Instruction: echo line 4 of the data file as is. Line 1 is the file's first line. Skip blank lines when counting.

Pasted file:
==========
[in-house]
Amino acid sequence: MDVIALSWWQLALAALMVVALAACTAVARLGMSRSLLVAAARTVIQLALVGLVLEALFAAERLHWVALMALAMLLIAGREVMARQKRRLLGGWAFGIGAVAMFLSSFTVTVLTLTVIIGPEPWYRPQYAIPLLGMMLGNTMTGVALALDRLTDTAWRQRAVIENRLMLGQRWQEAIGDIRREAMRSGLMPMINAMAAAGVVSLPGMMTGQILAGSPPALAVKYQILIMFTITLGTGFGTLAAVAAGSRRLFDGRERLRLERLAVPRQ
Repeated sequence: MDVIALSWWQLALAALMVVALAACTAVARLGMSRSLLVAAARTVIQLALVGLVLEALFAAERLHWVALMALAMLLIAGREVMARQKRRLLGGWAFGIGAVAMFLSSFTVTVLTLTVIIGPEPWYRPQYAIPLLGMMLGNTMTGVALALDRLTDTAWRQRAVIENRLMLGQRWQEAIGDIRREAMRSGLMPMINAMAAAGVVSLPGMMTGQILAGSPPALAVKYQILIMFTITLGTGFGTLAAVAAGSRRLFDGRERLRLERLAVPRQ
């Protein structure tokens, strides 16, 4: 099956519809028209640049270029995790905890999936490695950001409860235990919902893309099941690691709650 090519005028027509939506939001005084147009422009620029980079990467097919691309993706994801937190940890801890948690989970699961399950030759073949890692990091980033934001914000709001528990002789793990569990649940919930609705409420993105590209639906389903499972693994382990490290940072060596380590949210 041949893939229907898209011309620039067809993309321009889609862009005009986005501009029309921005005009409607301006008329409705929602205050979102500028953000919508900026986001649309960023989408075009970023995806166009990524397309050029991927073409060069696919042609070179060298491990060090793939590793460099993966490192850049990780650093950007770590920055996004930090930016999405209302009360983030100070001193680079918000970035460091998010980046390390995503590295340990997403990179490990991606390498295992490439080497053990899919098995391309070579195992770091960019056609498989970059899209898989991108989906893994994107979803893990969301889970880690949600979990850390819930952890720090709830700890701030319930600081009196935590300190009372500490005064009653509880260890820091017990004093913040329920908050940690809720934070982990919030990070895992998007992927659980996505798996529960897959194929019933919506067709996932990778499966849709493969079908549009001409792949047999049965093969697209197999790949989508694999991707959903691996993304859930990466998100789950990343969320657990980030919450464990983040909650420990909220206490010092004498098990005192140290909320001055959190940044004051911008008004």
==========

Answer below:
């Protein structure tokens, strides 16, 4: 099956519809028209640049270029995790905890999936490695950001409860235990919902893309099941690691709650 090519005028027509939506939001005084147009422009620029980079990467097919691309993706994801937190940890801890948690989970699961399950030759073949890692990091980033934001914000709001528990002789793990569990649940919930609705409420993105590209639906389903499972693994382990490290940072060596380590949210 041949893939229907898209011309620039067809993309321009889609862009005009986005501009029309921005005009409607301006008329409705929602205050979102500028953000919508900026986001649309960023989408075009970023995806166009990524397309050029991927073409060069696919042609070179060298491990060090793939590793460099993966490192850049990780650093950007770590920055996004930090930016999405209302009360983030100070001193680079918000970035460091998010980046390390995503590295340990997403990179490990991606390498295992490439080497053990899919098995391309070579195992770091960019056609498989970059899209898989991108989906893994994107979803893990969301889970880690949600979990850390819930952890720090709830700890701030319930600081009196935590300190009372500490005064009653509880260890820091017990004093913040329920908050940690809720934070982990919030990070895992998007992927659980996505798996529960897959194929019933919506067709996932990778499966849709493969079908549009001409792949047999049965093969697209197999790949989508694999991707959903691996993304859930990466998100789950990343969320657990980030919450464990983040909650420990909220206490010092004498098990005192140290909320001055959190940044004051911008008004």